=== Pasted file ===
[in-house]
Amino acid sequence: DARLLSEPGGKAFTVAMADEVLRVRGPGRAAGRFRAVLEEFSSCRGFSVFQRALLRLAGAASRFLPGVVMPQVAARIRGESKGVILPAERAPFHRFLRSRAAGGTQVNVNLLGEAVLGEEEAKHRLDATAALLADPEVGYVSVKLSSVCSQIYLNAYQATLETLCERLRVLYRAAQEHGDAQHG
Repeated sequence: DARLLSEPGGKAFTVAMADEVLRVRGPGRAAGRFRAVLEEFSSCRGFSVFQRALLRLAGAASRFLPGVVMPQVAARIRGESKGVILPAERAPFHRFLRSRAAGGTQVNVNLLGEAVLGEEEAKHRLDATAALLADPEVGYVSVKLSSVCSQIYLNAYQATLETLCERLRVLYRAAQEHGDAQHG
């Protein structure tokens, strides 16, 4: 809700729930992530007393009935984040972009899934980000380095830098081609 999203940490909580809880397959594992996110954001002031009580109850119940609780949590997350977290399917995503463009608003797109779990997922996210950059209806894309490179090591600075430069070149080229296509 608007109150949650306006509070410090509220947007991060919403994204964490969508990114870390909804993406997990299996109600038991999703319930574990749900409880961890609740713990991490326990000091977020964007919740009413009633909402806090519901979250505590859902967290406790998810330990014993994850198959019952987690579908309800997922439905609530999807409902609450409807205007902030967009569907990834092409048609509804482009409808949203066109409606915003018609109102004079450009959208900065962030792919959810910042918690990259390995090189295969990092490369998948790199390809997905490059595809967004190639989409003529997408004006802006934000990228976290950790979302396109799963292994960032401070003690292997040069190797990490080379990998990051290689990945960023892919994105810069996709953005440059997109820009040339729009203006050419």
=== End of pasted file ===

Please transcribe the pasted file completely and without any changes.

[in-house]
Amino acid sequence: DARLLSEPGGKAFTVAMADEVLRVRGPGRAAGRFRAVLEEFSSCRGFSVFQRALLRLAGAASRFLPGVVMPQVAARIRGESKGVILPAERAPFHRFLRSRAAGGTQVNVNLLGEAVLGEEEAKHRLDATAALLADPEVGYVSVKLSSVCSQIYLNAYQATLETLCERLRVLYRAAQEHGDAQHG
Repeated sequence: DARLLSEPGGKAFTVAMADEVLRVRGPGRAAGRFRAVLEEFSSCRGFSVFQRALLRLAGAASRFLPGVVMPQVAARIRGESKGVILPAERAPFHRFLRSRAAGGTQVNVNLLGEAVLGEEEAKHRLDATAALLADPEVGYVSVKLSSVCSQIYLNAYQATLETLCERLRVLYRAAQEHGDAQHG
């Protein structure tokens, strides 16, 4: 809700729930992530007393009935984040972009899934980000380095830098081609 999203940490909580809880397959594992996110954001002031009580109850119940609780949590997350977290399917995503463009608003797109779990997922996210950059209806894309490179090591600075430069070149080229296509 608007109150949650306006509070410090509220947007991060919403994204964490969508990114870390909804993406997990299996109600038991999703319930574990749900409880961890609740713990991490326990000091977020964007919740009413009633909402806090519901979250505590859902967290406790998810330990014993994850198959019952987690579908309800997922439905609530999807409902609450409807205007902030967009569907990834092409048609509804482009409808949203066109409606915003018609109102004079450009959208900065962030792919959810910042918690990259390995090189295969990092490369998948790199390809997905490059595809967004190639989409003529997408004006802006934000990228976290950790979302396109799963292994960032401070003690292997040069190797990490080379990998990051290689990945960023892919994105810069996709953005440059997109820009040339729009203006050419």